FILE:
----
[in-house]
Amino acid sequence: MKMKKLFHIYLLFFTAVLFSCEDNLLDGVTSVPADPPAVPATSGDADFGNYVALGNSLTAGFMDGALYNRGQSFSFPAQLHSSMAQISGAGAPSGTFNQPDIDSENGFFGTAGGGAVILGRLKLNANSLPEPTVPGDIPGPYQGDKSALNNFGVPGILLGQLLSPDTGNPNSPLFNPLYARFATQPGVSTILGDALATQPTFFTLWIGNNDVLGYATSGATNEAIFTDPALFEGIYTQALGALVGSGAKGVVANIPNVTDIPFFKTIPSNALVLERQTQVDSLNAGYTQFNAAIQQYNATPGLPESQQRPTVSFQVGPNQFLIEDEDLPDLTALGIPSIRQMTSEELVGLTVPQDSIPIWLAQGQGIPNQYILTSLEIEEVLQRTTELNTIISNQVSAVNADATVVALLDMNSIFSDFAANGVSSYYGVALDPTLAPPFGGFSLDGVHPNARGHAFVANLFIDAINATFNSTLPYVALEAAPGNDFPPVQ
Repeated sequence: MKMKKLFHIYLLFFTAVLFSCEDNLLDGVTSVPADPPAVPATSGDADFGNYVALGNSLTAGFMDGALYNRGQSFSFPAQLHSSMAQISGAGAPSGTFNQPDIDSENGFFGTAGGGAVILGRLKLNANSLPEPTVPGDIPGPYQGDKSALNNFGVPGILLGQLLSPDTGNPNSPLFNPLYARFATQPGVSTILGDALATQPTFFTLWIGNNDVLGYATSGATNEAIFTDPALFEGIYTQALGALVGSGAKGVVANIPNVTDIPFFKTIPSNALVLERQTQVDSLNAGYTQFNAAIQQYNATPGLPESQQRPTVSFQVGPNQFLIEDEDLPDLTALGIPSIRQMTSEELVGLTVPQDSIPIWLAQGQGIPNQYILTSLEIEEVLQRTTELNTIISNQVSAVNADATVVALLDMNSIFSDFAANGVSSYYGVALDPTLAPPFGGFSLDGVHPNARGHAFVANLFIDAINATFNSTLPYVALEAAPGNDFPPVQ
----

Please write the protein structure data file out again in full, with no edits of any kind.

[in-house]
Amino acid sequence: MKMKKLFHIYLLFFTAVLFSCEDNLLDGVTSVPADPPAVPATSGDADFGNYVALGNSLTAGFMDGALYNRGQSFSFPAQLHSSMAQISGAGAPSGTFNQPDIDSENGFFGTAGGGAVILGRLKLNANSLPEPTVPGDIPGPYQGDKSALNNFGVPGILLGQLLSPDTGNPNSPLFNPLYARFATQPGVSTILGDALATQPTFFTLWIGNNDVLGYATSGATNEAIFTDPALFEGIYTQALGALVGSGAKGVVANIPNVTDIPFFKTIPSNALVLERQTQVDSLNAGYTQFNAAIQQYNATPGLPESQQRPTVSFQVGPNQFLIEDEDLPDLTALGIPSIRQMTSEELVGLTVPQDSIPIWLAQGQGIPNQYILTSLEIEEVLQRTTELNTIISNQVSAVNADATVVALLDMNSIFSDFAANGVSSYYGVALDPTLAPPFGGFSLDGVHPNARGHAFVANLFIDAINATFNSTLPYVALEAAPGNDFPPVQ
Repeated sequence: MKMKKLFHIYLLFFTAVLFSCEDNLLDGVTSVPADPPAVPATSGDADFGNYVALGNSLTAGFMDGALYNRGQSFSFPAQLHSSMAQISGAGAPSGTFNQPDIDSENGFFGTAGGGAVILGRLKLNANSLPEPTVPGDIPGPYQGDKSALNNFGVPGILLGQLLSPDTGNPNSPLFNPLYARFATQPGVSTILGDALATQPTFFTLWIGNNDVLGYATSGATNEAIFTDPALFEGIYTQALGALVGSGAKGVVANIPNVTDIPFFKTIPSNALVLERQTQVDSLNAGYTQFNAAIQQYNATPGLPESQQRPTVSFQVGPNQFLIEDEDLPDLTALGIPSIRQMTSEELVGLTVPQDSIPIWLAQGQGIPNQYILTSLEIEEVLQRTTELNTIISNQVSAVNADATVVALLDMNSIFSDFAANGVSSYYGVALDPTLAPPFGGFSLDGVHPNARGHAFVANLFIDAINATFNSTLPYVALEAAPGNDFPPVQ